His two sons, Jerry Jr. and Jonathan, had each inherited different aspects of their father’s persona. For Jerry Jr., the elder of the two by four years, it was the stomach for partisan politics, ability to throw an elbow and the savvy to court influential friends. For Jonathan, it was the calling to ministry, his easy way with people and charisma as a public speaker. Jerry Jr. would preside over Liberty University, and Jonathan would lead Thomas Road Baptist Church. Each son had worked under their father at the respective institutions; each knew well what those positions would require.
A bigger question remained: Who would step into Falwell Sr.’s unique role as a national figurehead at the crossroads of evangelical Christianity and conservative politics—a man who counted presidents and senators as friends, a public figure whose outspoken statements riled critics and endeared him to conservatives, and whose endorsement carried real weight with a certain segment of voters?
Jerry Falwell Jr. and Jonathan Fallwell with Mike Huckabee
Left: Jerry Falwell Jr. speaks at the 2016 Republican National Convention in Cleveland. Right: At Thomas Road Baptist Church, Rev. Jonathan Falwell introduces then-presidential candidate Mike Huckabee in Feb. 2008. | AP Photo/Carolyn Kaster, AP PHOTO/The News & Advance, Jill Nance
After the death of Falwell Sr., many within his tight-knit community expected Jonathan to pick up the mantle. A preacher by training, Jonathan had pastoral sensitivities and a personable nature that his brother Jerry lacked.
“Jonathan’s a great speaker and orator, a people person,” one current top Liberty employee close to the Falwell family told me. “Jerry can’t complete a sentence in person. … He’s nervous. It’s just not him, and there’s nothing wrong with that.”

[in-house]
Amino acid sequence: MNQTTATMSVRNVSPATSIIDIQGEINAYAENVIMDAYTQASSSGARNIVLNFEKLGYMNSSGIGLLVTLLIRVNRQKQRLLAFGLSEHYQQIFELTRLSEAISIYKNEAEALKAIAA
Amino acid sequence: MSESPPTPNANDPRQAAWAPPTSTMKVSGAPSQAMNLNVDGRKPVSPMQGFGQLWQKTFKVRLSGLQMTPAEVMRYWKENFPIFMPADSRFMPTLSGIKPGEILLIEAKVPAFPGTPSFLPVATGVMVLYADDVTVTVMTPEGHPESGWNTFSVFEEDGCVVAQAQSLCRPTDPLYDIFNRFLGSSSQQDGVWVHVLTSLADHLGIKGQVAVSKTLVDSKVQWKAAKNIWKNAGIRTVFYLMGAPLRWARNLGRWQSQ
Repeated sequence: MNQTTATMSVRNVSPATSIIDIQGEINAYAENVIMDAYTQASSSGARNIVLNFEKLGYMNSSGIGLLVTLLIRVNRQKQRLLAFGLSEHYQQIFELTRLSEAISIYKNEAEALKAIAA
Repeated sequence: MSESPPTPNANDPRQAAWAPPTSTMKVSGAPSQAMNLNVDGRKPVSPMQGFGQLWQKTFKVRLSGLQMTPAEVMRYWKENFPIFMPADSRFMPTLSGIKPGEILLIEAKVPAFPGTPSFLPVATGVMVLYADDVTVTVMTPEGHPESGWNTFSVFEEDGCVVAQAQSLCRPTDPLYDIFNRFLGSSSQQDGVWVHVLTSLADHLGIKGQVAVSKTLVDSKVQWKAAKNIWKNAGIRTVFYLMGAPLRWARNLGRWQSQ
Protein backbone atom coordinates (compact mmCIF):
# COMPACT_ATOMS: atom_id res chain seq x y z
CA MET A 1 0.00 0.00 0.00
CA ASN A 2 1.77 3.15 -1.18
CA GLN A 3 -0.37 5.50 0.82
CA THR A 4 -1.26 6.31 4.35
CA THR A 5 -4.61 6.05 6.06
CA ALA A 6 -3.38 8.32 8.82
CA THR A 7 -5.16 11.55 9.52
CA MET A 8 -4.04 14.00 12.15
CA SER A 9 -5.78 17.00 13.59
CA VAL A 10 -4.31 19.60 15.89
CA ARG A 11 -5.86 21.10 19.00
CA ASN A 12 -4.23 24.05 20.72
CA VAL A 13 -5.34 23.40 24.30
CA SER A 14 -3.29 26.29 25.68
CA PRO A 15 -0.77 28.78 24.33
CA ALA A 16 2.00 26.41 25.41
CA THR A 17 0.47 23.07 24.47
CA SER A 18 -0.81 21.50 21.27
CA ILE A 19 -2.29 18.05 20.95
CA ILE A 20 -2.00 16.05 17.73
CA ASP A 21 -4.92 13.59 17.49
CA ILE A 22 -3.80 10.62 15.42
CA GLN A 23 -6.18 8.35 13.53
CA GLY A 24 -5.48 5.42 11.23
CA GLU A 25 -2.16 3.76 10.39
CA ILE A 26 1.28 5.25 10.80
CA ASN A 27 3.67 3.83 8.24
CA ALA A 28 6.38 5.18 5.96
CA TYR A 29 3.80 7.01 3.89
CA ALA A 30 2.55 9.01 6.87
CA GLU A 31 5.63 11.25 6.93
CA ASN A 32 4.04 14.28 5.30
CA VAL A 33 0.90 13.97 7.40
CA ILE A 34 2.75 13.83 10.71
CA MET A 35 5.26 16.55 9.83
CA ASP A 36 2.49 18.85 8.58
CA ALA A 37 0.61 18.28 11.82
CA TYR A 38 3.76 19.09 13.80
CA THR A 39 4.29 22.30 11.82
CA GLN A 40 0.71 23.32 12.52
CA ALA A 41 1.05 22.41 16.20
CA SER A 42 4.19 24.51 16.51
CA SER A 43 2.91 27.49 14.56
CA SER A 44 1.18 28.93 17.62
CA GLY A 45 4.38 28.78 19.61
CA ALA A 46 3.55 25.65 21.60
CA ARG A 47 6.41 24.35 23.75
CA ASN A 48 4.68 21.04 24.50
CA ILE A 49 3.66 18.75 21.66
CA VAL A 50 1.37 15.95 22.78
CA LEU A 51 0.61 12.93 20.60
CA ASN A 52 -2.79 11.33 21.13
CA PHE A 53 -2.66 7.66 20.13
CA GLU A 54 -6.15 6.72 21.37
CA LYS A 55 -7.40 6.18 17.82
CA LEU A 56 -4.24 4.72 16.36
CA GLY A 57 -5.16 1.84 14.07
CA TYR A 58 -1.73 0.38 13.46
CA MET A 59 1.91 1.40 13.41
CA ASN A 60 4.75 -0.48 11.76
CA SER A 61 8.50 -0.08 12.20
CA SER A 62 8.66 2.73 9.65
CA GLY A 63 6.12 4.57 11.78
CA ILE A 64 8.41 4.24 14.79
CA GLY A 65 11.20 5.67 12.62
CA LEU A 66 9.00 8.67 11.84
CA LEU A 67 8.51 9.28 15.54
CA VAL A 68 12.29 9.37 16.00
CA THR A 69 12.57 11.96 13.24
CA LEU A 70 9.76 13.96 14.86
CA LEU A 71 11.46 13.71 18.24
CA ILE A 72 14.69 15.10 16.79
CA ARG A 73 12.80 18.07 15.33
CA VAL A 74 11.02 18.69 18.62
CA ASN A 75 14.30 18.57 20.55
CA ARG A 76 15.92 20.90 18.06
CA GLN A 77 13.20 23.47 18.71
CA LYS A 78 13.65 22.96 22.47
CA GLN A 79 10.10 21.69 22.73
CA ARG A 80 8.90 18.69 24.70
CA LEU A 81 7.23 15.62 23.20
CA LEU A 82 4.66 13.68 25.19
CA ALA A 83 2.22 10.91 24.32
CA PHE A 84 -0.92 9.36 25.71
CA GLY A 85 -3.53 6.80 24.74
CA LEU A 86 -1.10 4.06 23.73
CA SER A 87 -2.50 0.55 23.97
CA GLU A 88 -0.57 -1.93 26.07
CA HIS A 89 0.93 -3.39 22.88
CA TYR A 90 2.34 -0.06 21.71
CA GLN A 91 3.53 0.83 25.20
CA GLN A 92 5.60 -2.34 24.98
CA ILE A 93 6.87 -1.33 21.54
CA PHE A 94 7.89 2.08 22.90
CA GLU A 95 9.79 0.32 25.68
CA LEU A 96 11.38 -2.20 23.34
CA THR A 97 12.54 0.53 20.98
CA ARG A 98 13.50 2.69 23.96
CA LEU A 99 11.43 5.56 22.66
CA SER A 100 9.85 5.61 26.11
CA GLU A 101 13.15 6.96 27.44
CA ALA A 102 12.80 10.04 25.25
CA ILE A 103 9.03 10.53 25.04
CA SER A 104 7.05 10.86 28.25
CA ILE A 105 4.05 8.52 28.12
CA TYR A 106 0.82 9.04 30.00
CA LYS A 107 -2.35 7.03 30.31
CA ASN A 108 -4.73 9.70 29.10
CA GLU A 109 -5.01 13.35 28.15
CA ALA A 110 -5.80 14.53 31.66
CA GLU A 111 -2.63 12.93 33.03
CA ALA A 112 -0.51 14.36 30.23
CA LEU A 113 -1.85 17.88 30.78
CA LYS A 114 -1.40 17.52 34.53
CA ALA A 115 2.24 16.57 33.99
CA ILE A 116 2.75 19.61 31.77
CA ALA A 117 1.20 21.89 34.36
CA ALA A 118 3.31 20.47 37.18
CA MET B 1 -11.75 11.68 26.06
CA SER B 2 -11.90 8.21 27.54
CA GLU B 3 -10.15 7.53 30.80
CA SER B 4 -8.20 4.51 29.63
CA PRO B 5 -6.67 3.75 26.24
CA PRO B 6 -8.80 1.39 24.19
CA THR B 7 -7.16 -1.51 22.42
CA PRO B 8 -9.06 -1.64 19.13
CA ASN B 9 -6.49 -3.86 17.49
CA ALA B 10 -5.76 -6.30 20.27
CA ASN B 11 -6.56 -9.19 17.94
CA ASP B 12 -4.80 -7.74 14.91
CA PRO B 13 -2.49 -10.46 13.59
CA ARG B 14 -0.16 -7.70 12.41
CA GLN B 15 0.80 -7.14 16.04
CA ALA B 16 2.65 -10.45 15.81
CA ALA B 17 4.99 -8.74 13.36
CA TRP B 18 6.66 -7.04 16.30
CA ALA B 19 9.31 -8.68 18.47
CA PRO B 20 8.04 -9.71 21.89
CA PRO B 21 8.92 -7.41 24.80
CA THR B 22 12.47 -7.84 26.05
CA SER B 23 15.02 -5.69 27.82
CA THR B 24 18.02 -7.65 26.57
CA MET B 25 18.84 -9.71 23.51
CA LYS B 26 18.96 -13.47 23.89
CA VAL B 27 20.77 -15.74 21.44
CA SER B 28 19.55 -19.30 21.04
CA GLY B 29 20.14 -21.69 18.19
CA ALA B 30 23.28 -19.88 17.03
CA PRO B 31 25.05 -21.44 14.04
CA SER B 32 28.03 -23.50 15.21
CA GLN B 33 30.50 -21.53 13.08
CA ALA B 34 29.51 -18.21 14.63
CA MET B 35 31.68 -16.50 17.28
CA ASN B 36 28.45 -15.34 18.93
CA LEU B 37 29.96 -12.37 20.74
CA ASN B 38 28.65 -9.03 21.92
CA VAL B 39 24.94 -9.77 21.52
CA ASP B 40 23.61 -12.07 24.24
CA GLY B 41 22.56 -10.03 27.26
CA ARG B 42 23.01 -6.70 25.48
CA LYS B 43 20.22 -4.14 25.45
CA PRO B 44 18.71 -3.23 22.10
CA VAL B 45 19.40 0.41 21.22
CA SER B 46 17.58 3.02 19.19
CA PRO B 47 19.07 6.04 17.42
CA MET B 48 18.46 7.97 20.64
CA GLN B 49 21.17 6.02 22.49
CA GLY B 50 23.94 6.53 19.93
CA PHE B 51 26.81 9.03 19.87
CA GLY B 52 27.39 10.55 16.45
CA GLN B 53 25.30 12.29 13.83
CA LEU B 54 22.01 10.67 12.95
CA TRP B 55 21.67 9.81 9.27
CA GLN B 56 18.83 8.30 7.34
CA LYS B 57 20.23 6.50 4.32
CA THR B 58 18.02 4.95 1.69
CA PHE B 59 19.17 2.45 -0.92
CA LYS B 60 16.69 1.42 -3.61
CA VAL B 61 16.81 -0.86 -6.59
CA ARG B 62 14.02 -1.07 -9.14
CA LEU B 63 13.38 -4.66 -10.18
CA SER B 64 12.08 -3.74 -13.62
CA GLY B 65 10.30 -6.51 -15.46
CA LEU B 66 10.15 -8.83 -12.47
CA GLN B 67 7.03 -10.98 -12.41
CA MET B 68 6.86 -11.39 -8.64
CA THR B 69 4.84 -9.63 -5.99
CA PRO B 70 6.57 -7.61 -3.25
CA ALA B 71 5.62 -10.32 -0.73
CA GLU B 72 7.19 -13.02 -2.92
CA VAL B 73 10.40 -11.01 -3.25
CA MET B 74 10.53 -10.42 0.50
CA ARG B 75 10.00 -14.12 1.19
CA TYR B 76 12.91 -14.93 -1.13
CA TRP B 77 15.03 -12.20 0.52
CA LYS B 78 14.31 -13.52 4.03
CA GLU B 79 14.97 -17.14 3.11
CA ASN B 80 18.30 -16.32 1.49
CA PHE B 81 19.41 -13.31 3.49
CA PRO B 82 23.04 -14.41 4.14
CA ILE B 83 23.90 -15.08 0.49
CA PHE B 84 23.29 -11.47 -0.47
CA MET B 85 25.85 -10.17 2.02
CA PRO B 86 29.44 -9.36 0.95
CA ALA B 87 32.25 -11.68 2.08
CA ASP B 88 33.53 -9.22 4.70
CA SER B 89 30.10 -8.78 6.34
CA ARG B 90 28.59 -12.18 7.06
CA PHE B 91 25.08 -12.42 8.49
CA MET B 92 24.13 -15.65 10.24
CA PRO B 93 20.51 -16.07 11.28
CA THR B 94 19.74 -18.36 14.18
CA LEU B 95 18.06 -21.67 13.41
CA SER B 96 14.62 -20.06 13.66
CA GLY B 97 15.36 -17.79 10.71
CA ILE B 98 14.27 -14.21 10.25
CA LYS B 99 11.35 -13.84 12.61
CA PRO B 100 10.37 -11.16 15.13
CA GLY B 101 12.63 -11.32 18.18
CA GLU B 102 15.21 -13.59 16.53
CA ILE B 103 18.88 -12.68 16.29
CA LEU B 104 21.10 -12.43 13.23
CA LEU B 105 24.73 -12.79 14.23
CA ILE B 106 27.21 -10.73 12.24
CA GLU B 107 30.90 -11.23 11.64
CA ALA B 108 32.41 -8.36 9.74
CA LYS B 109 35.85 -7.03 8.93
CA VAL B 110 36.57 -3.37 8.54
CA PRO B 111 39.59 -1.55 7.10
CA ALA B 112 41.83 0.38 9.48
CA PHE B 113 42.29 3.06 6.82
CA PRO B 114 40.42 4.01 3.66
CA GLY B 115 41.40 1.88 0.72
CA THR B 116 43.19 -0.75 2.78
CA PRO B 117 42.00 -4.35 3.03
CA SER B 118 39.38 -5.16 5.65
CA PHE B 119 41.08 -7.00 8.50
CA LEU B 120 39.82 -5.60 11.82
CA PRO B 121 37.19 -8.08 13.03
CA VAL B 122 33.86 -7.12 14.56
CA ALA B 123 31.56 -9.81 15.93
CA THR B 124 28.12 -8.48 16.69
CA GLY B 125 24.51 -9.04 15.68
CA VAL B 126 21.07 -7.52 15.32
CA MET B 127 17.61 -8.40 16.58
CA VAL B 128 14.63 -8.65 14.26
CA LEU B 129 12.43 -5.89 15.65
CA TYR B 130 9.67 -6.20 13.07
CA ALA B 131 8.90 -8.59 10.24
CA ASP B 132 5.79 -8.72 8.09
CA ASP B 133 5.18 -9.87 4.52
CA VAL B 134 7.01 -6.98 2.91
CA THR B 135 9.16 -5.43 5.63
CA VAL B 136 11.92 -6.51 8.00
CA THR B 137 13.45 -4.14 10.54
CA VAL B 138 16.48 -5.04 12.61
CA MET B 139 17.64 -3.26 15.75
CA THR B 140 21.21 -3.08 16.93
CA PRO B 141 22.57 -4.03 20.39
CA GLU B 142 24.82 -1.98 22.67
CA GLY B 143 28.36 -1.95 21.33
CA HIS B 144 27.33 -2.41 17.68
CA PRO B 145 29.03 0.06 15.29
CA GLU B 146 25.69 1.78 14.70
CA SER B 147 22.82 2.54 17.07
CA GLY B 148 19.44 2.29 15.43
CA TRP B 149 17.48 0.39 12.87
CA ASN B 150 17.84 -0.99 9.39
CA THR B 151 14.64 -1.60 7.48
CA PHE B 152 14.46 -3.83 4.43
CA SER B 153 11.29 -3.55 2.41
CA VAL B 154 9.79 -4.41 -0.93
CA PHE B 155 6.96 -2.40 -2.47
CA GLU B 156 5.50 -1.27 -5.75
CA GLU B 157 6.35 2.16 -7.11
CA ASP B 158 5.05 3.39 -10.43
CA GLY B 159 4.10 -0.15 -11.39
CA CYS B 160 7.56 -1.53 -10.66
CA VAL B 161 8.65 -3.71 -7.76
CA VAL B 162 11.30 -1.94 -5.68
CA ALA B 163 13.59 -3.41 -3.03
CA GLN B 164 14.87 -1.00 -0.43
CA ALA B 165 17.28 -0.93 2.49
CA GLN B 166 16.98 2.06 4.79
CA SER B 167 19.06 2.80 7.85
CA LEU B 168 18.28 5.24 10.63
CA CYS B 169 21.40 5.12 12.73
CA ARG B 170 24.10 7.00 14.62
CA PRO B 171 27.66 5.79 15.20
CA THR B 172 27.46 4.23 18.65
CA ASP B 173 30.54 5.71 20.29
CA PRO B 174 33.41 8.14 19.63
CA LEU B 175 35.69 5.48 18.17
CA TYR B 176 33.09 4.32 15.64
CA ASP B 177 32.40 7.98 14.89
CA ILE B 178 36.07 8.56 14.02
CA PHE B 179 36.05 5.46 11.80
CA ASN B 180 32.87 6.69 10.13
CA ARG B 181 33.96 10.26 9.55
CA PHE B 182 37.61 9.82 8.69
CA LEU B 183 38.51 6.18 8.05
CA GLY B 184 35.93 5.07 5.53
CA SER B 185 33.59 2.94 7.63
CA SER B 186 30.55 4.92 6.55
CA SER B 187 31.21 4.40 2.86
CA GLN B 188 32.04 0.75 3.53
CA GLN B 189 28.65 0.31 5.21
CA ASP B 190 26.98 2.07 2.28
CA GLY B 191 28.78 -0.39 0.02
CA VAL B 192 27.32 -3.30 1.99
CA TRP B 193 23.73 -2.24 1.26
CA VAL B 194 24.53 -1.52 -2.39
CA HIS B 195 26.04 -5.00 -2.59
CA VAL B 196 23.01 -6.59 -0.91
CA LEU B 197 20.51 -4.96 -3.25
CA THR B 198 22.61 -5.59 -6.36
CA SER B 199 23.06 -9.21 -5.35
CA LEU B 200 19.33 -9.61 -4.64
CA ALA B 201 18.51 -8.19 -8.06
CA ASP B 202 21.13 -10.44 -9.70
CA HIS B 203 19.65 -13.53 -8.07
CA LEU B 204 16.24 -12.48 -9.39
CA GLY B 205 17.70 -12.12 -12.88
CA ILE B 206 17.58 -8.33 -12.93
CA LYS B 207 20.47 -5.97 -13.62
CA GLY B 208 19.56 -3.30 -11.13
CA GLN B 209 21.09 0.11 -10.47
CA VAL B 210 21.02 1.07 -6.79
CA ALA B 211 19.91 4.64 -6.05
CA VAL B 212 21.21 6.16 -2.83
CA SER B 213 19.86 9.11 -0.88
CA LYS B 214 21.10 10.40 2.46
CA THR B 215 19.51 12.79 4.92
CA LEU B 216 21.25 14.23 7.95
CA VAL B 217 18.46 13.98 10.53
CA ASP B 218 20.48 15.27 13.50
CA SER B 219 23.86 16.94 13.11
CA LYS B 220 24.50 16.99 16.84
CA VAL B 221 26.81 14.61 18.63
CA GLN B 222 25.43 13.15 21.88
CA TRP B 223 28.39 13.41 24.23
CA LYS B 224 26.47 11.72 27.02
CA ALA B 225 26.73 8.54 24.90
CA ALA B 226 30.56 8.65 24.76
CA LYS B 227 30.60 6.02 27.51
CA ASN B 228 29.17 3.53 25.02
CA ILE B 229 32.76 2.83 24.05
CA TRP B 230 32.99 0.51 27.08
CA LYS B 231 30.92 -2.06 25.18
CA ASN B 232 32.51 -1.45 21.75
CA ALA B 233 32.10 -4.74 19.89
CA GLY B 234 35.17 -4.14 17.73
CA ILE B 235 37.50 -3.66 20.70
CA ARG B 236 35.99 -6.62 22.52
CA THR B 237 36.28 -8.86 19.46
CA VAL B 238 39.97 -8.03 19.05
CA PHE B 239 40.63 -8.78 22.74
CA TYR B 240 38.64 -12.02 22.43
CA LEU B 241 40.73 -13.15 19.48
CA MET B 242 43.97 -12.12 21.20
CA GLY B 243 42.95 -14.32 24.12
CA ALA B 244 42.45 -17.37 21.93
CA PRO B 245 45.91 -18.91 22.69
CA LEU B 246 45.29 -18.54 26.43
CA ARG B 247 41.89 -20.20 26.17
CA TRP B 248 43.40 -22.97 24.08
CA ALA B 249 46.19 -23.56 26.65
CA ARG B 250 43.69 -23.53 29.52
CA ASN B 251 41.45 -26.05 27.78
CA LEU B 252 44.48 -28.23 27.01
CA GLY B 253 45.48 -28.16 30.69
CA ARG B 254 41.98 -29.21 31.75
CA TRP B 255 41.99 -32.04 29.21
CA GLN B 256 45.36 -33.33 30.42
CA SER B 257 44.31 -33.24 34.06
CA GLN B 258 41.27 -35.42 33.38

But Jerry had a passion for politics, a talent for riling up a certain type of cultural conservative and a spouse, Becki, who, while publicly playing the role of the quiet, supportive, Baptist housewife, knew how to get her way.
“You know, there’s a head of every family,” said a former university employee who worked closely with Becki Falwell for many years. “But what turns the head? The neck. She’s the neck that turns the head wherever she wants it.”
“Until Big Jerry died, you wouldn’t have known [Becki] if she walked up and slapped you,” said a former longtime Liberty official. “Big Jerry dies, and all of a sudden, [if] you’re walking down the hall and you didn’t greet her right, you’re fired.” As if to underline this point, one longtime university employee shared a 2012 email in which Becki contacted four school executives at 7:06 p.m. to complain that a low-level university employee had posted a Facebook status on her personal account criticizing a lack of adequate parking on campus. “Someone needs to talk to this girl. I don’t think that we allow employees to post negative remarks about Liberty,” Becki wrote to the school officials in a message that included a screenshot of the employee’s post. Shortly before 9:00 p.m., one senior official replied, “We are attempting to call her at home right now.” The woman in question did not respond to requests for comment, but according to her Facebook profile, she is no longer an employee of Liberty University.
In an email obtained for this article, Becki Falwell tells several high-level Liberty officials that "someone needs to talk to" a low-level university employee who complained about parking availability on campus in a post on her personal Facebook feed. (Email addresses and surname of employee have been redacted.)
In an email obtained for this article, Becki Falwell tells several high-level Liberty officials that "someone needs to talk to" a low-level university employee who complained about parking availability on campus in a post on her personal Facebook feed. (Email addresses and surname of employee have been redacted.) | Obtained by Brandon Ambrosino
A half-dozen people with inside knowledge of the Falwell family said that, after Falwell’s death, Becki pushed to shrink Jonathan’s role at the university—a move current and former Liberty officials described as the start of Jerry and Becki consolidating power.